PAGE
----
Reviews of Reproduction
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Reviews of Reproduction (2000) 5 84-92
© 2000 Society for Reproduction and Fertility
DOI: 10.1530/ror.0.0050084
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Oestrogen in fluid transport in efferent ducts of the male reproductive tract

RA Hess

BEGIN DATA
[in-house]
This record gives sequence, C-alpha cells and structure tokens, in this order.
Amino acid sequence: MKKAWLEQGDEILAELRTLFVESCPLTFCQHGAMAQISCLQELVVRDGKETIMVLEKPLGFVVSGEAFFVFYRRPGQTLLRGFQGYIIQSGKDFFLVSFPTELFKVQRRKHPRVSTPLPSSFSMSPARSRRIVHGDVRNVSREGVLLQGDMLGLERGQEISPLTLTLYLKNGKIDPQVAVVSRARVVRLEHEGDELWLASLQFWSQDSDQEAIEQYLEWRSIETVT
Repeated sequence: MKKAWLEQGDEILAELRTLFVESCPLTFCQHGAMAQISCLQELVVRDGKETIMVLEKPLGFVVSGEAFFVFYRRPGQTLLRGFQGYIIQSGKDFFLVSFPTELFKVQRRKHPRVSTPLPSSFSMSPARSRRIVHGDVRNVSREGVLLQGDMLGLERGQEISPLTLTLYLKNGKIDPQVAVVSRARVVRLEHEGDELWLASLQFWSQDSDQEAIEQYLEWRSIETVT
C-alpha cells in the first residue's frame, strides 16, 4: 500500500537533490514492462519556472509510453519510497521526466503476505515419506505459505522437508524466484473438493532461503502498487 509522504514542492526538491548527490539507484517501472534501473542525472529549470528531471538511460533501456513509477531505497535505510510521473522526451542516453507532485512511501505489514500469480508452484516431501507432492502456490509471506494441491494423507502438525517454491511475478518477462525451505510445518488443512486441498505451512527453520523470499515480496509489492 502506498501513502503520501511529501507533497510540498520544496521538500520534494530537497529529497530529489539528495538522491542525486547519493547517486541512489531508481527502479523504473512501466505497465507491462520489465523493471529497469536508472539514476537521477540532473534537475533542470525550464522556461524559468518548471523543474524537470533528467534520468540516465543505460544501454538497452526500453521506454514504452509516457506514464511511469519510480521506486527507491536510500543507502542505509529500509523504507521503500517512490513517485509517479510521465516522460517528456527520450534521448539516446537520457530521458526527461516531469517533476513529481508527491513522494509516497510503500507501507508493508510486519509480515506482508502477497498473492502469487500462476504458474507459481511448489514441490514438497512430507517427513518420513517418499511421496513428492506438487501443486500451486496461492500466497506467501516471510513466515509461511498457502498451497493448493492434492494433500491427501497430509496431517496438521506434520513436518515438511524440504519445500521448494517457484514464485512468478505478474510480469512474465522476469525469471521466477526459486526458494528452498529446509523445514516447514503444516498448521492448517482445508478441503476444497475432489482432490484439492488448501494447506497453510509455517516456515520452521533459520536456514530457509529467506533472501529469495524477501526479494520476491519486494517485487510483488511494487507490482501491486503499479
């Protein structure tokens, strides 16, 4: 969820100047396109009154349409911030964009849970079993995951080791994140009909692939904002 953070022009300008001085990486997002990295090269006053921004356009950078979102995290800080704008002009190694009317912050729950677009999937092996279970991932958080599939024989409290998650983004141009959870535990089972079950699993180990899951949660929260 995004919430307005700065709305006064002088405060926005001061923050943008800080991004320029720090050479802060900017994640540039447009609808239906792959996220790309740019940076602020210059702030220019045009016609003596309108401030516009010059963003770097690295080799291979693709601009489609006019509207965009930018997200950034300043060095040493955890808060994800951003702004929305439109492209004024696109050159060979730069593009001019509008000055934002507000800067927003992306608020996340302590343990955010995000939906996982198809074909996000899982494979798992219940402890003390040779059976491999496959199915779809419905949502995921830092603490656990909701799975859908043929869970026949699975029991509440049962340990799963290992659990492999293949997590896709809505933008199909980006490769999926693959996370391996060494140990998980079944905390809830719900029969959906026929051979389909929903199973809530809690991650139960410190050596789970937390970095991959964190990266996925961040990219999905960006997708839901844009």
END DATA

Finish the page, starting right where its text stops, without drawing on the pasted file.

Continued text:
This review focuses on the importance of oestrogen and oestrogen receptors in the male reproductive system, with a special interest in the newly discovered role of oestrogen in the regulation of fluid reabsorption in the efferent ductules of the testis. Early work on oestrogen synthesis indicated that Leydig and Sertoli cells were the only important cells in the production of this steroid in the adult testis. However, more recent work has shown that germ cells and spermatozoa also contain aromatase and produce oestrogen. The observation that germ cells synthesize oestrogen contributed to a new hypothesis that oestrogen in the lumen of the male reproductive tract targets the epithelial lining of efferent ductules and the epididymis. The location of nuclear oestrogen receptors in the male reproductive tract has also been investigated and it has been found that oestrogen receptor alpha is more abundant in the efferent ductules of the testis than in any other tissue of the male or female. In all species examined to date, oestrogen receptor alpha has been found to be abundant in the efferent ductules. The structure and function of the efferent ductules are taken into account as these tubules are responsible for the reabsorption of almost 90% of the luminal rete testis fluid. Thus, it was logical to hypothesize that oestrogen receptors play a role in the regulation of fluid reabsorption in efferent ductules. The oestrogen receptor alpha knockout mouse was used to help define this role of the receptor in males. In this animal model, the efferent ductules are altered markedly from a reabsorptive epithelium to a squamous epithelium devoid of lysosomes and endocytotic organelles. Although the separate roles for oestrogens and androgens in the regulation of fluid reabsorption are controversial and remain to be resolved, it is now established that loss of oestrogen receptor function in males interferes with the resorptive function of efferent ductules, a function that is essential for fertility. Future studies will focus on the biochemical and physiological mechanisms involved in the regulation of water and ion movement by oestrogen in the male reproductive tract.
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